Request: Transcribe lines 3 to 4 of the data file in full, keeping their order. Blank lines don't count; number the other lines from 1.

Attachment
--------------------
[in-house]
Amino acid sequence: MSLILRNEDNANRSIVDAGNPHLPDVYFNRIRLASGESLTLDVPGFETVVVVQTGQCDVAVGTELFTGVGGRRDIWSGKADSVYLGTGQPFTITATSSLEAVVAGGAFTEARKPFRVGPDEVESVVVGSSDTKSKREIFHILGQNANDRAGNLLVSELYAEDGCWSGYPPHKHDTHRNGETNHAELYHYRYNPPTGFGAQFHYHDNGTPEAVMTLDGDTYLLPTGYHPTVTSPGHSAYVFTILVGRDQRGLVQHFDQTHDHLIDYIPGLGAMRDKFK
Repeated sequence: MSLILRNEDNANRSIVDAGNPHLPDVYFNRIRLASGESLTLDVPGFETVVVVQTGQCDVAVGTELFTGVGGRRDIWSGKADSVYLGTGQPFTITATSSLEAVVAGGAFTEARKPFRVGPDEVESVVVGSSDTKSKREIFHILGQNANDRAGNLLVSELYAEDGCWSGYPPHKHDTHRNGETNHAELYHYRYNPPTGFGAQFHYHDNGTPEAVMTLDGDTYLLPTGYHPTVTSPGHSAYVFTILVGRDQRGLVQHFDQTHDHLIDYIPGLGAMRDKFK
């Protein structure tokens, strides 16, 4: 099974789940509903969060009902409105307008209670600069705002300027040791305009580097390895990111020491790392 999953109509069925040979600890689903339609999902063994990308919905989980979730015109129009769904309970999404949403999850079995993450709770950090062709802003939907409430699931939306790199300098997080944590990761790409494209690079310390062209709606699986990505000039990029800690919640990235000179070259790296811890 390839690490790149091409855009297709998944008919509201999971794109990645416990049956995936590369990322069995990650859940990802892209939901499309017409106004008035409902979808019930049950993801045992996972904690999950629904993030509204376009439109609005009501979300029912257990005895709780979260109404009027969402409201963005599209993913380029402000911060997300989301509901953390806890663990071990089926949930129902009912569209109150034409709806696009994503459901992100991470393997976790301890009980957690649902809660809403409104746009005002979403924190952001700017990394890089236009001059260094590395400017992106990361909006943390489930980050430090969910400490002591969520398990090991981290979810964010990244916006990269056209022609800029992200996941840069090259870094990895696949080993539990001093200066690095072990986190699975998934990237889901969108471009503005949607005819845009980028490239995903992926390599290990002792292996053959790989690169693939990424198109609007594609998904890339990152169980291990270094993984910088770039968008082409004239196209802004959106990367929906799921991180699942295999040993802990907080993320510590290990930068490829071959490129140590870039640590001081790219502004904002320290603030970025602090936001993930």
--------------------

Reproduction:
Repeated sequence: MSLILRNEDNANRSIVDAGNPHLPDVYFNRIRLASGESLTLDVPGFETVVVVQTGQCDVAVGTELFTGVGGRRDIWSGKADSVYLGTGQPFTITATSSLEAVVAGGAFTEARKPFRVGPDEVESVVVGSSDTKSKREIFHILGQNANDRAGNLLVSELYAEDGCWSGYPPHKHDTHRNGETNHAELYHYRYNPPTGFGAQFHYHDNGTPEAVMTLDGDTYLLPTGYHPTVTSPGHSAYVFTILVGRDQRGLVQHFDQTHDHLIDYIPGLGAMRDKFK
């Protein structure tokens, strides 16, 4: 099974789940509903969060009902409105307008209670600069705002300027040791305009580097390895990111020491790392 999953109509069925040979600890689903339609999902063994990308919905989980979730015109129009769904309970999404949403999850079995993450709770950090062709802003939907409430699931939306790199300098997080944590990761790409494209690079310390062209709606699986990505000039990029800690919640990235000179070259790296811890 390839690490790149091409855009297709998944008919509201999971794109990645416990049956995936590369990322069995990650859940990802892209939901499309017409106004008035409902979808019930049950993801045992996972904690999950629904993030509204376009439109609005009501979300029912257990005895709780979260109404009027969402409201963005599209993913380029402000911060997300989301509901953390806890663990071990089926949930129902009912569209109150034409709806696009994503459901992100991470393997976790301890009980957690649902809660809403409104746009005002979403924190952001700017990394890089236009001059260094590395400017992106990361909006943390489930980050430090969910400490002591969520398990090991981290979810964010990244916006990269056209022609800029992200996941840069090259870094990895696949080993539990001093200066690095072990986190699975998934990237889901969108471009503005949607005819845009980028490239995903992926390599290990002792292996053959790989690169693939990424198109609007594609998904890339990152169980291990270094993984910088770039968008082409004239196209802004959106990367929906799921991180699942295999040993802990907080993320510590290990930068490829071959490129140590870039640590001081790219502004904002320290603030970025602090936001993930």